# Regression to Assess if Change in Variables B & C is related to Change in Variable D…vs. Mediation?

I'm trying to help a colleague with a proposal to assess the impact of an intervention (let's call that "Variable A") and understand why the intervention is working. The intervention has three conditions (one of the conditions is a control group). My friend thinks that the intervention will impact Variables B, C, and D. He has baseline and follow-up data on B, C, and D, before and after the intervention.

I'm very confused about his analytic plan. My understanding is that he wants to understand why the intervention is working -- in other words, he wants to show that the type of intervention condition has an impact on Variables B and C, and he thinks that the change in Variables B and C from baseline to follow-up will explain the change in Variable D from baseline to follow-up (in other words - that change in Variable B and C will be mediators between the intervention and Variable D?).

-But - in his proposal, my friend first hypothesized that Variables B and C will predict CHANGE in Variable D from baseline to follow-up. Which would be (if 2 = follow-up and 1 = baseline):

D2 - D1 = intercept + Beta1(B2) + Beta2(C2)

-Then he reiterated elsewhere that he would conduct a regression to assess if CHANGES in "B and C" are related to CHANGES in D. Which would be

D2 - D1 = intercept + Beta1(B2-B1) + Beta2(C2-C1)

-And then later, he proposed that he would regress follow-up Variable D scores on baseline Variable D scores, controlling for residual change in B and C. Which would be (if I understand it):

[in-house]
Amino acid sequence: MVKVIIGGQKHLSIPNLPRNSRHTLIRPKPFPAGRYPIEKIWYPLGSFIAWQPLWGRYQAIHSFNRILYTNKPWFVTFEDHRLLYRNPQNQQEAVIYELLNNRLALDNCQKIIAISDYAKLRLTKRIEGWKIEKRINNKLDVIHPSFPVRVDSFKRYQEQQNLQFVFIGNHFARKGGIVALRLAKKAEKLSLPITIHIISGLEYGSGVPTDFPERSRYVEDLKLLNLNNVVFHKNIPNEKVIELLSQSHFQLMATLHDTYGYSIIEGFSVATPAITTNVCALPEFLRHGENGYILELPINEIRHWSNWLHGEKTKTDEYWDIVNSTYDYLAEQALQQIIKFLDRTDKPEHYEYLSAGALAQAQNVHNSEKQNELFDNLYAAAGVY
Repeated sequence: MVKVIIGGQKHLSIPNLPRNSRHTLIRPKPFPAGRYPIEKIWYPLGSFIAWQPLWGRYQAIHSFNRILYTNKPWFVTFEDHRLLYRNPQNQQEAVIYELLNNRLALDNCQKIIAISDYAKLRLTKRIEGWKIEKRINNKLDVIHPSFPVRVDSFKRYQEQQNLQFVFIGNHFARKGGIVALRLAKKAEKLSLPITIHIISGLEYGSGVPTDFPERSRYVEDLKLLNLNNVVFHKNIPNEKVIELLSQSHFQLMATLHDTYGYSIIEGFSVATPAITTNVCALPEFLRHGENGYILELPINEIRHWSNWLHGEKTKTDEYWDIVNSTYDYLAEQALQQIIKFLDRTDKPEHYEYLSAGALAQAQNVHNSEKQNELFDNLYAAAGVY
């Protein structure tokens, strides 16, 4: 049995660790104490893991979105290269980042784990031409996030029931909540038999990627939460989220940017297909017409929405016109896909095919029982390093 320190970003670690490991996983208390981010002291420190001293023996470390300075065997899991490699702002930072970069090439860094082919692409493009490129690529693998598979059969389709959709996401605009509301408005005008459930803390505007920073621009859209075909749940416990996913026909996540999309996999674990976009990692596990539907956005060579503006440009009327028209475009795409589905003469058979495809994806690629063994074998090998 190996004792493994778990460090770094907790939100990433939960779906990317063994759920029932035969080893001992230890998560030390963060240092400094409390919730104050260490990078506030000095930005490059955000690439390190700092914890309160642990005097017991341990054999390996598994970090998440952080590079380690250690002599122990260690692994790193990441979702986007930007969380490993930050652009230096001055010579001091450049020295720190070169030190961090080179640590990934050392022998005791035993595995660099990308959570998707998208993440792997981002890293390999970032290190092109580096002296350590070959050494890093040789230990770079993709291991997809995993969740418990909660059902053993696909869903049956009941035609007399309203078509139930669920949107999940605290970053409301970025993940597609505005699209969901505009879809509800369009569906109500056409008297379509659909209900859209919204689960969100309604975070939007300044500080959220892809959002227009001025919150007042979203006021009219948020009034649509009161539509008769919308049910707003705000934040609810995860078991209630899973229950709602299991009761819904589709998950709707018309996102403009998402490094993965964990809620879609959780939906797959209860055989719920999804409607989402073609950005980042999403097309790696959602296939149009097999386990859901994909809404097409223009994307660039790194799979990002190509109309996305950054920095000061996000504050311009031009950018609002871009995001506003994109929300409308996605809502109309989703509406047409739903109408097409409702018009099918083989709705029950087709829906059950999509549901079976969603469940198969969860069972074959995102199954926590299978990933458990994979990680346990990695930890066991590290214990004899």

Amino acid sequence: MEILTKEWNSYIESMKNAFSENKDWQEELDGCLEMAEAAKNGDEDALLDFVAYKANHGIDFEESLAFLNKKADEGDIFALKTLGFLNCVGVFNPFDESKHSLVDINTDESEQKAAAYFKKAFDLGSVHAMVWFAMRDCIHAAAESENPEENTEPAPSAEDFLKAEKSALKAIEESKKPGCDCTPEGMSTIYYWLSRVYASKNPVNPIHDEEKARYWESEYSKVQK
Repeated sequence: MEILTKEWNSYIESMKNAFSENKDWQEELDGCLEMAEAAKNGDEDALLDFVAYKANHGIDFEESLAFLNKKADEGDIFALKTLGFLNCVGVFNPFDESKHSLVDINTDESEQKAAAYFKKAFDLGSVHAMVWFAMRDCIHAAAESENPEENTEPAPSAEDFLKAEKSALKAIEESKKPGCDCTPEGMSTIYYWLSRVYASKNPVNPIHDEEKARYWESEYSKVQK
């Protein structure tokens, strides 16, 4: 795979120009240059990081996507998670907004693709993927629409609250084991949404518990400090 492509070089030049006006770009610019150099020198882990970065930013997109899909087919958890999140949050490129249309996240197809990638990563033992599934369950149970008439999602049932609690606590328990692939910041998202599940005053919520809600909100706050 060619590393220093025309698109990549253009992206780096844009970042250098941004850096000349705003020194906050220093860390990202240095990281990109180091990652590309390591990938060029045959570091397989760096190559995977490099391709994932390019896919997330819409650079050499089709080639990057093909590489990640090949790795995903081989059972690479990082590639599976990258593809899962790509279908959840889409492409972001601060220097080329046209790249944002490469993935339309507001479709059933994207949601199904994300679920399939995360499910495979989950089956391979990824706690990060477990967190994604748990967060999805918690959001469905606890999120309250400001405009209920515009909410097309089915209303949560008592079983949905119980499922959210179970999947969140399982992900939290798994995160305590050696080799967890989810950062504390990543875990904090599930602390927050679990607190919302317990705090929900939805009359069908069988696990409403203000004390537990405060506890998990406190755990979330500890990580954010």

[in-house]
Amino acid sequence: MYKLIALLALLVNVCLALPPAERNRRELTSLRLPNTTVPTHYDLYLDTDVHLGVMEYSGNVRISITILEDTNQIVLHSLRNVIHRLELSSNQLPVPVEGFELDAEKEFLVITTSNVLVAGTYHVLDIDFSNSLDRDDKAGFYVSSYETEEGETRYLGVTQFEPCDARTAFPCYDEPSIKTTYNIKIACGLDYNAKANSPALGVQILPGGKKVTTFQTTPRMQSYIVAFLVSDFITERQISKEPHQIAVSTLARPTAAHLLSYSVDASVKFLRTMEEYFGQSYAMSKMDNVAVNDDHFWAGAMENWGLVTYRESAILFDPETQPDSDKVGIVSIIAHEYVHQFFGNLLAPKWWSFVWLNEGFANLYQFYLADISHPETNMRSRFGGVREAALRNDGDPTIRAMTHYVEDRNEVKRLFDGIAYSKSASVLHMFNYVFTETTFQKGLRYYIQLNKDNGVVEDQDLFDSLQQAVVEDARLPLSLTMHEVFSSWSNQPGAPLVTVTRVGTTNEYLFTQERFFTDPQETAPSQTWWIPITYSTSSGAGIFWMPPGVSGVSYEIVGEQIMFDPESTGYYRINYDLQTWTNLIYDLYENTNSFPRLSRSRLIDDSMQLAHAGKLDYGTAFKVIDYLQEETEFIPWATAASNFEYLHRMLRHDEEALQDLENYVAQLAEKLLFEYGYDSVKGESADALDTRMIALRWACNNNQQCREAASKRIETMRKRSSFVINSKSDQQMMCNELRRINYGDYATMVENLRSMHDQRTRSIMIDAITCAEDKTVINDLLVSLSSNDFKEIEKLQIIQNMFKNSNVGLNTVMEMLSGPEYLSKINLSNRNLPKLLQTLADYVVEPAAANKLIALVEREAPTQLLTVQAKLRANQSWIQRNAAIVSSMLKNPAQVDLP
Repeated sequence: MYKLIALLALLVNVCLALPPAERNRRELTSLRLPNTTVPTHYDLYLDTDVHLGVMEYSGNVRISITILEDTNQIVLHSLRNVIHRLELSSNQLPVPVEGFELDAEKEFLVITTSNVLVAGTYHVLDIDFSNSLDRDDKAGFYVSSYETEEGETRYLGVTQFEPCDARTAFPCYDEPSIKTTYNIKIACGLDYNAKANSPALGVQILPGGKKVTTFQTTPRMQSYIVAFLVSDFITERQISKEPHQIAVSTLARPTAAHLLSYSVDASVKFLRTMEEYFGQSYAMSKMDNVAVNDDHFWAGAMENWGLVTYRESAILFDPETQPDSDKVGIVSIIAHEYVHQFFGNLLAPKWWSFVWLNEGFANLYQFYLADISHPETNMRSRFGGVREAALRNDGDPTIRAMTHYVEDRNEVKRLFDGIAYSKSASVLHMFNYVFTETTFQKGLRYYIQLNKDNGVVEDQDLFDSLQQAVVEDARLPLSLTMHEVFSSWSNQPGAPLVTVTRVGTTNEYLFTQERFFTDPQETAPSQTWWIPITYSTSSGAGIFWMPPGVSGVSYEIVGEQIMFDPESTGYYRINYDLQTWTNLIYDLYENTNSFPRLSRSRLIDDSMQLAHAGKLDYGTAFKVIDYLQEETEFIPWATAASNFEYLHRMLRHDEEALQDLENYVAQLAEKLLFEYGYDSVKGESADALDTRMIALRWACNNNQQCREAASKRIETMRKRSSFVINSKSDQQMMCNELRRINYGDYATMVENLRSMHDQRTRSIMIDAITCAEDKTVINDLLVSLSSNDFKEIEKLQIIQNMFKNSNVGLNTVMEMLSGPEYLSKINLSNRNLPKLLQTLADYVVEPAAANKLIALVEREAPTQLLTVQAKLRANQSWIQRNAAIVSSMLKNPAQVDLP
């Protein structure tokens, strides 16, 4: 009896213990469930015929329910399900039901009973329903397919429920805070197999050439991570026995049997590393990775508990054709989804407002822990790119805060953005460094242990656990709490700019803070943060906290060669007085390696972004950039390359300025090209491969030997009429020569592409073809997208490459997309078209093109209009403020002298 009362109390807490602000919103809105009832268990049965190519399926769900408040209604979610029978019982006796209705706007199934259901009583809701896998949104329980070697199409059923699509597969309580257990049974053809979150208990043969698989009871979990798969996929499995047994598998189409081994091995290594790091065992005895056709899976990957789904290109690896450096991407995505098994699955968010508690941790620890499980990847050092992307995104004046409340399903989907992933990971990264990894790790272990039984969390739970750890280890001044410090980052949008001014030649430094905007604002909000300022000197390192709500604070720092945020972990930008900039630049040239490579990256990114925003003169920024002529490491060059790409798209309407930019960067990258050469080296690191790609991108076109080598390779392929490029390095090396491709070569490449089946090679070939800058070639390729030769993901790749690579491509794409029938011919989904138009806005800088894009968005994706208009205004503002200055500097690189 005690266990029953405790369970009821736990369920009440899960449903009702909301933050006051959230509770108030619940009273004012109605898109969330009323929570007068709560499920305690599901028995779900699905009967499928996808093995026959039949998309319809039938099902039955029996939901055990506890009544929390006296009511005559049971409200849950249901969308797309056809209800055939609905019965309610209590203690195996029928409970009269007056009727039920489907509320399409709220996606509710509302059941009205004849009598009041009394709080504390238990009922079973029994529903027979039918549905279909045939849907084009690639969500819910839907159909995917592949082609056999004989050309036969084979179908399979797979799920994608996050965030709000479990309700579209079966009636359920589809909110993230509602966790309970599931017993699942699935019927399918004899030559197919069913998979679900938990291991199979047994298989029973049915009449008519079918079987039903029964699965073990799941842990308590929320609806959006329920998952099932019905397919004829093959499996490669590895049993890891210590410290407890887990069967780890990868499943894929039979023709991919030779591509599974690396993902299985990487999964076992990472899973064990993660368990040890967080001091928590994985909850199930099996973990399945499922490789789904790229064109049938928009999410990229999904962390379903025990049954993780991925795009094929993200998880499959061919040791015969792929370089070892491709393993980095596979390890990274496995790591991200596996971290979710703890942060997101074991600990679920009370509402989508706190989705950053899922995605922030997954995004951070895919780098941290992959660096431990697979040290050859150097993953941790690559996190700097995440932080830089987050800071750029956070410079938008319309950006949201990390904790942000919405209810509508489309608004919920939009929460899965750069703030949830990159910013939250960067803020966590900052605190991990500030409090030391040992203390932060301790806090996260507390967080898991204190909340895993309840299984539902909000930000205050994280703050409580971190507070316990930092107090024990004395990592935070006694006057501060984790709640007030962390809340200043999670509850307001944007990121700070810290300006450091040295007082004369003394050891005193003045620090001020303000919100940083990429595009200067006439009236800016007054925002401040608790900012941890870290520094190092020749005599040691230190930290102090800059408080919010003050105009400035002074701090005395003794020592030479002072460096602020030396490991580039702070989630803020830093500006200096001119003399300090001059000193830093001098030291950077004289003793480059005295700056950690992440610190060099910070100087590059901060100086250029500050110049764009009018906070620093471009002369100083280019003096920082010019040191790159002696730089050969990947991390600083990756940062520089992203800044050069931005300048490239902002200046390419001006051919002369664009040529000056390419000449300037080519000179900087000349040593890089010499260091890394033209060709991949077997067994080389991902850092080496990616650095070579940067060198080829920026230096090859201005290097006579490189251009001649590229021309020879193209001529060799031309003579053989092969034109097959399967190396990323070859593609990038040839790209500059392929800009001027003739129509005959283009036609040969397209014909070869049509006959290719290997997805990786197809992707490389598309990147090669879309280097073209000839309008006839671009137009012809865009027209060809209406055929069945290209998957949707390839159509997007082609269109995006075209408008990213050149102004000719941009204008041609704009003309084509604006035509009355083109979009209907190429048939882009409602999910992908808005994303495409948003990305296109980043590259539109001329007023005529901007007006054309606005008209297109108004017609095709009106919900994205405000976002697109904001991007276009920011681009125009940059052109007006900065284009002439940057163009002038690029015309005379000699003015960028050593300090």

D2 = intercept + Beta1(D1) + Beta2(B2-B1) + Beta3(C2-C1)

Or perhaps it would be?

D2 = intercept + Beta1(D1) + Beta2(B2) + Beta3(B1) + Beta4(C2) +Beta5(C1)

These seem to me like four totally different models, and they all seem different from what he wants to assess (showing that change in B and C explain why the intervention improves D).

1. So - my question is, can we confirm that the proposal to regress follow-up Variable D scores on baseline Variable D scores, controlling for "residual change" in B and C, is not the correct analysis to see if "changes in B and C" are related to "changes in D"? And then is it correct that we actually want a mediation analysis (I'm thinking Model 4, in SPSS Process?) is what we want to understand how the intervention is having an impact?

2. EDIT - My third question is, if we were ignoring the fact that there was an intervention and someone wanted to see if changes in B and C are related to the changes in D, which of the four models I have up here would be correct, and how are they different?

I see this as a path analysis problem given the presence of more than one potential mediator, if I understand you correctly that is. Using the variables you describe, you would include D1 scores as a covariate and set the model up as follows: Note that I have omitted error variances in the model for those familiar with SEM path diagrams just for simplicity's sake.

This model implies the following (abbreviated) equations:

Tx = D1 + e

B = D1 + Tx + e

C = D1 + Tx + e

D2 = D1 + Tx + B + C + e